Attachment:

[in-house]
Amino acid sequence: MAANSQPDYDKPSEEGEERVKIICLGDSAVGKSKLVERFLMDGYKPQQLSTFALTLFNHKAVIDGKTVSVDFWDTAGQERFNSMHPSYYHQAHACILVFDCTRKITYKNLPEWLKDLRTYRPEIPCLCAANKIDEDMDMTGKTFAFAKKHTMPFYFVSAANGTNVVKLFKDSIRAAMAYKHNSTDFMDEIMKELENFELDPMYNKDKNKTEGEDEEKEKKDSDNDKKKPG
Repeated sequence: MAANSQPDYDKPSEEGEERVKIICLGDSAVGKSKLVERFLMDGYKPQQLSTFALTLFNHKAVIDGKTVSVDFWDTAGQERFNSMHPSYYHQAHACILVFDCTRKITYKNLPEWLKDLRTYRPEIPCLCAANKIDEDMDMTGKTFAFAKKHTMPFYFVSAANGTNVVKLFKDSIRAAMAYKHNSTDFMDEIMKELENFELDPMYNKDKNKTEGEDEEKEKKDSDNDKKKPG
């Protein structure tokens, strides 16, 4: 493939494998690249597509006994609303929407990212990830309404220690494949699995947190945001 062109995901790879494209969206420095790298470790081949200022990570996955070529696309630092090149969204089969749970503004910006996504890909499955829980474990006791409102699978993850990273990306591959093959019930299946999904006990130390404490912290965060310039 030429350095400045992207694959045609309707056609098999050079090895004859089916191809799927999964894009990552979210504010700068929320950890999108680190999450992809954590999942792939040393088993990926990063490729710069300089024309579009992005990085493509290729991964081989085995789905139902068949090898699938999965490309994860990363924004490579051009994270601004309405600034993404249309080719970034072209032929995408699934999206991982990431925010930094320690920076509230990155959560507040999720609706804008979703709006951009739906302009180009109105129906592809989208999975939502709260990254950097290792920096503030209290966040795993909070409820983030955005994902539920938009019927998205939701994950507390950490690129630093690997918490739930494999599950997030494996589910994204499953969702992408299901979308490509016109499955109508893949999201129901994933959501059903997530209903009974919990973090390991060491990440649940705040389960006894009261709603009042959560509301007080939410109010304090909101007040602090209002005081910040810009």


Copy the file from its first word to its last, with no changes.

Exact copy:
[in-house]
Amino acid sequence: MAANSQPDYDKPSEEGEERVKIICLGDSAVGKSKLVERFLMDGYKPQQLSTFALTLFNHKAVIDGKTVSVDFWDTAGQERFNSMHPSYYHQAHACILVFDCTRKITYKNLPEWLKDLRTYRPEIPCLCAANKIDEDMDMTGKTFAFAKKHTMPFYFVSAANGTNVVKLFKDSIRAAMAYKHNSTDFMDEIMKELENFELDPMYNKDKNKTEGEDEEKEKKDSDNDKKKPG
Repeated sequence: MAANSQPDYDKPSEEGEERVKIICLGDSAVGKSKLVERFLMDGYKPQQLSTFALTLFNHKAVIDGKTVSVDFWDTAGQERFNSMHPSYYHQAHACILVFDCTRKITYKNLPEWLKDLRTYRPEIPCLCAANKIDEDMDMTGKTFAFAKKHTMPFYFVSAANGTNVVKLFKDSIRAAMAYKHNSTDFMDEIMKELENFELDPMYNKDKNKTEGEDEEKEKKDSDNDKKKPG
């Protein structure tokens, strides 16, 4: 493939494998690249597509006994609303929407990212990830309404220690494949699995947190945001 062109995901790879494209969206420095790298470790081949200022990570996955070529696309630092090149969204089969749970503004910006996504890909499955829980474990006791409102699978993850990273990306591959093959019930299946999904006990130390404490912290965060310039 030429350095400045992207694959045609309707056609098999050079090895004859089916191809799927999964894009990552979210504010700068929320950890999108680190999450992809954590999942792939040393088993990926990063490729710069300089024309579009992005990085493509290729991964081989085995789905139902068949090898699938999965490309994860990363924004490579051009994270601004309405600034993404249309080719970034072209032929995408699934999206991982990431925010930094320690920076509230990155959560507040999720609706804008979703709006951009739906302009180009109105129906592809989208999975939502709260990254950097290792920096503030209290966040795993909070409820983030955005994902539920938009019927998205939701994950507390950490690129630093690997918490739930494999599950997030494996589910994204499953969702992408299901979308490509016109499955109508893949999201129901994933959501059903997530209903009974919990973090390991060491990440649940705040389960006894009261709603009042959560509301007080939410109010304090909101007040602090209002005081910040810009």